Small business investment barriers identified

The Australian Small Business and Family Enterprise Ombudsman (ASBFEO) has released a study into factors impacting SME investment.

Speaking at the Institute of Public Accountants national conference on the Gold Coast, Ombudsman Kate Carnell said barriers to investment included access to capital, red tape and energy prices.

Carnell said removing barriers to small business investment would give the sector confidence to grow and boost jobs.

Despite recent claims by bank executives that lending to small firms is booming, the Ombudsman said this wasn’t the case for borrowers who don’t have equity in property.

“Traditional bank loans are backed by real property mortgages and although alternatives are emerging, they are not currently mature and affordable,” Carnell said. “Young aspiring small business operators are particularly disadvantaged and increasingly rely on their parents to provide seed finance.”

Carnell said this meant the “Bank of Mum and Dad” was often called on to help young entrepreneurs.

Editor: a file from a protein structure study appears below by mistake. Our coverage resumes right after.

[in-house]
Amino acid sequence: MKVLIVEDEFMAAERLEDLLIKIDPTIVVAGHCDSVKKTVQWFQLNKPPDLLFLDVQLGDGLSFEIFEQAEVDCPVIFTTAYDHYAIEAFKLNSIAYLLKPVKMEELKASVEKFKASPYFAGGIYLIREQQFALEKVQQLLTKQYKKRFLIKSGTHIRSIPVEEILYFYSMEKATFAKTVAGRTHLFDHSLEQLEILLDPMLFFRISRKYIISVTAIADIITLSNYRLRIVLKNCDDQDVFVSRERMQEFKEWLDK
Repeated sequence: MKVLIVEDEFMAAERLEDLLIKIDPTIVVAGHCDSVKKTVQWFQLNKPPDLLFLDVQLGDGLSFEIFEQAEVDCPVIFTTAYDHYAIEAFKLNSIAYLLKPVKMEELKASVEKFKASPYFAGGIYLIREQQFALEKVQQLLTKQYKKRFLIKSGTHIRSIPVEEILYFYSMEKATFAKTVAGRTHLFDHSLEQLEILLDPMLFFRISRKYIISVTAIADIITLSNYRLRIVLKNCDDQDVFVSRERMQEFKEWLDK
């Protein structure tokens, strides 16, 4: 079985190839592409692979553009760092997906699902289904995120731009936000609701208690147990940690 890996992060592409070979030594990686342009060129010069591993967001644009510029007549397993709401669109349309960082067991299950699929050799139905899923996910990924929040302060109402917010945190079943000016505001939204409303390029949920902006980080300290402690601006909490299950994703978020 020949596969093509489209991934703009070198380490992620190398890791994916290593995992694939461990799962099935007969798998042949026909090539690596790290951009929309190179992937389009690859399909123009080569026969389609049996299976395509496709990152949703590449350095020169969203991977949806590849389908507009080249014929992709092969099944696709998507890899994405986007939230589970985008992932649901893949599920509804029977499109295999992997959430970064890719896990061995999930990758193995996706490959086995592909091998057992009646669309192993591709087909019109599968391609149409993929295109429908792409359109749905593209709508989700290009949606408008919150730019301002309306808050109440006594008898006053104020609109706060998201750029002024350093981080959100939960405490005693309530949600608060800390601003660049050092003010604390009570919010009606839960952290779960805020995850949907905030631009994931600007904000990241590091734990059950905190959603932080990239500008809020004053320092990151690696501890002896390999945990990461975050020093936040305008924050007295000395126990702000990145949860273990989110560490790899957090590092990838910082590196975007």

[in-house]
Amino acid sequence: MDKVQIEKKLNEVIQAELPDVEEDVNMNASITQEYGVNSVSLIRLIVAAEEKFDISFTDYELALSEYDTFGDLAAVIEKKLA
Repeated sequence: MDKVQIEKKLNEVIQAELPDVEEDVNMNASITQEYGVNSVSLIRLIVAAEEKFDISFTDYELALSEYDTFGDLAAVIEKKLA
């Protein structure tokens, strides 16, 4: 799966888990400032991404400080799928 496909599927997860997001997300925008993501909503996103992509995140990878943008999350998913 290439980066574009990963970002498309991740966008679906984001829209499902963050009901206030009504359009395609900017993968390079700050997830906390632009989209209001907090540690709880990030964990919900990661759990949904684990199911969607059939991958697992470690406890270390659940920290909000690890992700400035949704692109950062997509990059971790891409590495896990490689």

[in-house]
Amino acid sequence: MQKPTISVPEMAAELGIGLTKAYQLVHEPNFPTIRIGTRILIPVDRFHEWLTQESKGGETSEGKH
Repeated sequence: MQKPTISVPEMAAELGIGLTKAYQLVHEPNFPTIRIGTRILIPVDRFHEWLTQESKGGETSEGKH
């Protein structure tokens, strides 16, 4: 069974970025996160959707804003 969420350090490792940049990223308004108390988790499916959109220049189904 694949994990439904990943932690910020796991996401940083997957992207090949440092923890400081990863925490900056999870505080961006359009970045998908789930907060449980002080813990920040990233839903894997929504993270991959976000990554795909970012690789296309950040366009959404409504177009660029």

“This offers convenience and flexibility, but it puts people’s retirement savings at risk. It also raises social equity issues in that the children of affluent parents have greater opportunities to buy and grow businesses.”

Carnell said a government-backed guarantee scheme could be the answer, similar to the British Business Bank.

The Ombudsman’s study also takes aim at red tape, saying past reduction efforts have largely been “window dressing”, and that a successful pilot in Parramatta to make compliance requirements seamless should be extended to other areas.

“It was found there were more than 50 pieces of regulation which applied to setting up a hospitality business in Parramatta and the regulation meant it took up to 18 months to commence trading.

“Regulation wasn’t removed, but was instead sped up and made invisible. Information provided once was used to automatically complete forms in other areas of bureaucracy.

“This is a smart way of using systems and technology to relieve regulatory burdens on business,” Carnell concluded.

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